Goose Commerce


How did knowledge drop in Early America? Part II by goosecommerce
July 26, 2009, 10:38 pm
Filed under: Knowledge Droppings, Our Glorious National Heritage

Because I know you were dying to find this out

packing_papers

Further reading in Cushing’s papers gives us some info at least approaching an answer to this query:

Dear Sir

I take an early opportunity to write to you on the subject of the Historical Society, agreeably to your obliging request. It was incorporated by the Legislature of this State, in the year 1809, when Clinton, Tompkins, Brockholst, Livingston, Bishop Moore, & other eminent men of that day, were among its active members. Its corporate name is, “The New York Historical Society.”

The Congressional Journals & Documents are regularly sent to the Society, but there are other publications to which we may be entitled – such as – the American State Papers, Diplomatic Correspondence, Gale & Seaton’s Debates, the Madison Papers, the Catalogue of the Library of Congress & of the State Department, &c.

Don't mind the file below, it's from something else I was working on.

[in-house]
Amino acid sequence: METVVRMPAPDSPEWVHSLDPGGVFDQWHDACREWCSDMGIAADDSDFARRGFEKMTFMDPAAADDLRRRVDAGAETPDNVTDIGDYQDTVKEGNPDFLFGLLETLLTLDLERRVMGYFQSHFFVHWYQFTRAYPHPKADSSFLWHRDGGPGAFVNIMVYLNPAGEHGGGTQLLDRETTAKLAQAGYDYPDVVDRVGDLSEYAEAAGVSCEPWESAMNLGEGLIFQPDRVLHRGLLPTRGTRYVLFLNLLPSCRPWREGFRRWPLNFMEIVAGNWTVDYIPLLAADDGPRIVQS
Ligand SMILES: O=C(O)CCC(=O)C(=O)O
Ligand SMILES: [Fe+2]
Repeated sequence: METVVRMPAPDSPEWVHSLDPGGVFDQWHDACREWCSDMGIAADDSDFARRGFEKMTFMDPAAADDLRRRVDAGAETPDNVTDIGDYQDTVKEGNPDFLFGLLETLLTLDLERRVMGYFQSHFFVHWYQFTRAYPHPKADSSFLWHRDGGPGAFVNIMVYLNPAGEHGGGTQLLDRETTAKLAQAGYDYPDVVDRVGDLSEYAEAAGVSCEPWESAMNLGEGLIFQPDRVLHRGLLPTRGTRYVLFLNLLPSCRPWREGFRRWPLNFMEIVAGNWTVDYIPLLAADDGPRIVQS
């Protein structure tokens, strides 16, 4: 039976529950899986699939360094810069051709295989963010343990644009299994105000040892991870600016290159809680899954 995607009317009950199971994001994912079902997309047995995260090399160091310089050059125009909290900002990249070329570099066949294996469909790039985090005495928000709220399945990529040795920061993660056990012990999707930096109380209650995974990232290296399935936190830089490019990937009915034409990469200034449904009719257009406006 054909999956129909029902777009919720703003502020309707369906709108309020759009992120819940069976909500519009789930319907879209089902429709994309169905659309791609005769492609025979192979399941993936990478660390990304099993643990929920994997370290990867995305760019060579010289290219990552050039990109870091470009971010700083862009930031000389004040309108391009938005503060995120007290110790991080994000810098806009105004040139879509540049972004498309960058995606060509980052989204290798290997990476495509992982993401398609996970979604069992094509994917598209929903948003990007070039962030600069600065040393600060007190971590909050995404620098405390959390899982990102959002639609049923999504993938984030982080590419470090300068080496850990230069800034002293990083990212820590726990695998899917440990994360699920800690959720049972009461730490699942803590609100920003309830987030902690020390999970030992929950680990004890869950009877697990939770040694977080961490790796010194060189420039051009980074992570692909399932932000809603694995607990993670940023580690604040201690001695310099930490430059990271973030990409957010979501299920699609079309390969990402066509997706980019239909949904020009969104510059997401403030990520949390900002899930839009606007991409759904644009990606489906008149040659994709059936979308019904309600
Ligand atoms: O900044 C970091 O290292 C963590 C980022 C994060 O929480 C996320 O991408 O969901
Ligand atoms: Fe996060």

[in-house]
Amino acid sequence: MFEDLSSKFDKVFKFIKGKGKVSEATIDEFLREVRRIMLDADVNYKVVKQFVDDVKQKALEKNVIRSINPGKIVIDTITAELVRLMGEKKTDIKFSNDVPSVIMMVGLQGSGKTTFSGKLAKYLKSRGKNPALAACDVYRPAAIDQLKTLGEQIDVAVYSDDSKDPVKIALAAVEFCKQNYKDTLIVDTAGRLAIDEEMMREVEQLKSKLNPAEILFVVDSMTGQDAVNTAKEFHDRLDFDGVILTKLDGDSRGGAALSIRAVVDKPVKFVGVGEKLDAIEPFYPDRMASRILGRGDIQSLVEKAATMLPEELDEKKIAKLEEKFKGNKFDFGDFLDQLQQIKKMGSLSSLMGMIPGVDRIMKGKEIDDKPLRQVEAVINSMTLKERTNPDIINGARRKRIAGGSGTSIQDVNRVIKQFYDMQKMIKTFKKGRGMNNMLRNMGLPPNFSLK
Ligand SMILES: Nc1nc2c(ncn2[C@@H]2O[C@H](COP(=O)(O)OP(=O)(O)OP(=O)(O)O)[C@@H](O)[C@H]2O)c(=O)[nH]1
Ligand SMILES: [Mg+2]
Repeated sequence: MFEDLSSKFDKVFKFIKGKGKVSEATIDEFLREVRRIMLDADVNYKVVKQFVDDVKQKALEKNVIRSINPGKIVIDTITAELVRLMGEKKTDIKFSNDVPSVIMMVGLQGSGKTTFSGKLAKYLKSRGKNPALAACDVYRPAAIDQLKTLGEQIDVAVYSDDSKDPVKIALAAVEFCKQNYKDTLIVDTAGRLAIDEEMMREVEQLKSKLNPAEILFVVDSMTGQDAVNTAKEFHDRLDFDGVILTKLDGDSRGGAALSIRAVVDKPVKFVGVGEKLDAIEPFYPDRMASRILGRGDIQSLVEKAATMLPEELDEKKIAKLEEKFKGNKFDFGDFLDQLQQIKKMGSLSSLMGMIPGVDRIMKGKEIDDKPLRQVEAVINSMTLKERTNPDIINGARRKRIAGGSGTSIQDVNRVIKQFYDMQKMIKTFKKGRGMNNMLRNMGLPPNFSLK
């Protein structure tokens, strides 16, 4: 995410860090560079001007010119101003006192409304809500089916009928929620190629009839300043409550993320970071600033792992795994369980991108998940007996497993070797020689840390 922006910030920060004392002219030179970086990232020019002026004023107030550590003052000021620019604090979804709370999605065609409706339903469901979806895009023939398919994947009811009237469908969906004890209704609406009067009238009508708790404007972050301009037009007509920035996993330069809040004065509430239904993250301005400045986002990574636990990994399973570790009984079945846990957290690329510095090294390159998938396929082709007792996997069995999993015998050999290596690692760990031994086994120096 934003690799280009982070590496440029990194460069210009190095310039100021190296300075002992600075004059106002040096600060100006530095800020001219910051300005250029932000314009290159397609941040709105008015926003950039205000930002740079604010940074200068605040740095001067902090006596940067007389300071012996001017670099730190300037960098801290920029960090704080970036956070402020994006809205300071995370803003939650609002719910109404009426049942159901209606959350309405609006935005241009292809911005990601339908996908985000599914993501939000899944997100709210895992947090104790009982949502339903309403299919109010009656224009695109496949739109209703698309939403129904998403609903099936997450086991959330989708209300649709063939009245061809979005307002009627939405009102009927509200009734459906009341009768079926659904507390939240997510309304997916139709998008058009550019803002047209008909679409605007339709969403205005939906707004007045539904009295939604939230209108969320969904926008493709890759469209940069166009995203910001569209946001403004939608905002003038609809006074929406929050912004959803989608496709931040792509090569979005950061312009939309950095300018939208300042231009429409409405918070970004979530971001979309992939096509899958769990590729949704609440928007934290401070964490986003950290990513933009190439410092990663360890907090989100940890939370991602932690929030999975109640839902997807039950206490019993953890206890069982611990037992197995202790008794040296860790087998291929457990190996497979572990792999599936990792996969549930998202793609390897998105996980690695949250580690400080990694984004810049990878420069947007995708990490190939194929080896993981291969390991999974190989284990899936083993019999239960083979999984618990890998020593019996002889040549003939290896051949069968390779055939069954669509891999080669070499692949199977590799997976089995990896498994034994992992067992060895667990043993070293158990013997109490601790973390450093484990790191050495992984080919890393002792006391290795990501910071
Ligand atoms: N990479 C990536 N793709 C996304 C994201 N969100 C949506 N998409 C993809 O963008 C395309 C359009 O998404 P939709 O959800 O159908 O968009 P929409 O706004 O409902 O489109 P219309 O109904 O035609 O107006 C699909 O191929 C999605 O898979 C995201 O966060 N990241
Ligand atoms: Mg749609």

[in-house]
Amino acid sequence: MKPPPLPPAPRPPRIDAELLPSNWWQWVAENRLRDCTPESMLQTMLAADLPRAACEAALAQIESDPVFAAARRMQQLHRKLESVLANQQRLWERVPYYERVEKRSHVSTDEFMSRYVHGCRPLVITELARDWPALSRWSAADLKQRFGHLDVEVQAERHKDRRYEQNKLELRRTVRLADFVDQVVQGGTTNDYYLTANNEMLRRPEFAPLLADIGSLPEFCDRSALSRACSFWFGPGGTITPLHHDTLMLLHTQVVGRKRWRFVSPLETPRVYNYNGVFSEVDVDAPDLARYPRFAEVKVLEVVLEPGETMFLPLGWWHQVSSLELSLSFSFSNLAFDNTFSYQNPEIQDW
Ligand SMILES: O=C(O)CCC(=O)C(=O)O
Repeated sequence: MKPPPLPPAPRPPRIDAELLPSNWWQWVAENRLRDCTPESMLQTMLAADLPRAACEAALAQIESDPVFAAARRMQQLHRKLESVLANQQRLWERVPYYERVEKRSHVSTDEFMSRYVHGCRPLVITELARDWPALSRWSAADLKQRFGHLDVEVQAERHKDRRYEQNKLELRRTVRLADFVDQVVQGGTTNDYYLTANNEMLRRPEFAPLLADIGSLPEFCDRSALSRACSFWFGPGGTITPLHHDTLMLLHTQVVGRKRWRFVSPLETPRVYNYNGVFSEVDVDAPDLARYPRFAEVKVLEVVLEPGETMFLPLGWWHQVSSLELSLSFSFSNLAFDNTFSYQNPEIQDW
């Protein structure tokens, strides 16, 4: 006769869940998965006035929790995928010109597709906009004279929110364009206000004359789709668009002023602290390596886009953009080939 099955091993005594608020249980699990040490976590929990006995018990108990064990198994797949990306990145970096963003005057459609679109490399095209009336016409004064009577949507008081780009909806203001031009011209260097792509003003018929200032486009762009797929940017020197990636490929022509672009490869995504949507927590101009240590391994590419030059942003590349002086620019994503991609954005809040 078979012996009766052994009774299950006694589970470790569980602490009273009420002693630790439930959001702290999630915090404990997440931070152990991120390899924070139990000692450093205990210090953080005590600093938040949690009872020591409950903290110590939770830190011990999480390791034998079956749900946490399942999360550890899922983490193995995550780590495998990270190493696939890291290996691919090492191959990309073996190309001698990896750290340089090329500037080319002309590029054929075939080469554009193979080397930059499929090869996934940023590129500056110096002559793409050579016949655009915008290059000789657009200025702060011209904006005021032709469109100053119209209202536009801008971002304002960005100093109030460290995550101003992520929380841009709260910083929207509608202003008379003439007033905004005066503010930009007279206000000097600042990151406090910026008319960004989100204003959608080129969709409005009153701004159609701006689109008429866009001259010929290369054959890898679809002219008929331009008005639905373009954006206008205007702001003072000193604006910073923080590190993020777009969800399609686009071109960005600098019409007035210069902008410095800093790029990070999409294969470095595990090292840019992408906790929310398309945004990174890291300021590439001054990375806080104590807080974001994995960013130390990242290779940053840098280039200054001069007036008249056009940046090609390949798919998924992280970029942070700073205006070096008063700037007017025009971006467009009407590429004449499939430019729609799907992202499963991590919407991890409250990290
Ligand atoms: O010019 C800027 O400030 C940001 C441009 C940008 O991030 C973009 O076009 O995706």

I need not add, that should it be in your power to procure for our Library copies of any of these or other works published by Congress, you will confer a great obligation upon the Society.

The Library now contains about 12000 volumes, chiefly books of great value in connexion to the history of our country. Since my accession to the laborious office of Librarian, now nearly two years, more than a thousand volumes have been added, of which a great part have been donations; and it is my ambition to render it the most complete collection of books relating to America to be found in our country. …

~George Folsom to Caleb Cushing, New York, 11 Dec 1840, in Caleb Cushing Papers, Mss Division, Library of Congress

So: the New York Historical Society (or, as it affects itself to be now, the “New-York Historical Society“) was considered a “public” library eligible to recieve Congressional documents, though not by any means all government documents (hence the letter to Cushing).

Interesting. So “public” in the sense of being “public spirited” not, say, “open to the rabble,” like the later Carnegie-funded libraries would be. Now the next question is, how deep did this distribution go? Did libraries without the ambition to become the best collection of Americana also get government reports?

(Also: thanks to those who commented; I haven’t gotten a chance to do any secondary reading, but Alan Taylor’s William Cooper’s Town is on my list)

More to come.


Image cite: marsi, “packing papers,” Flickr, CC License

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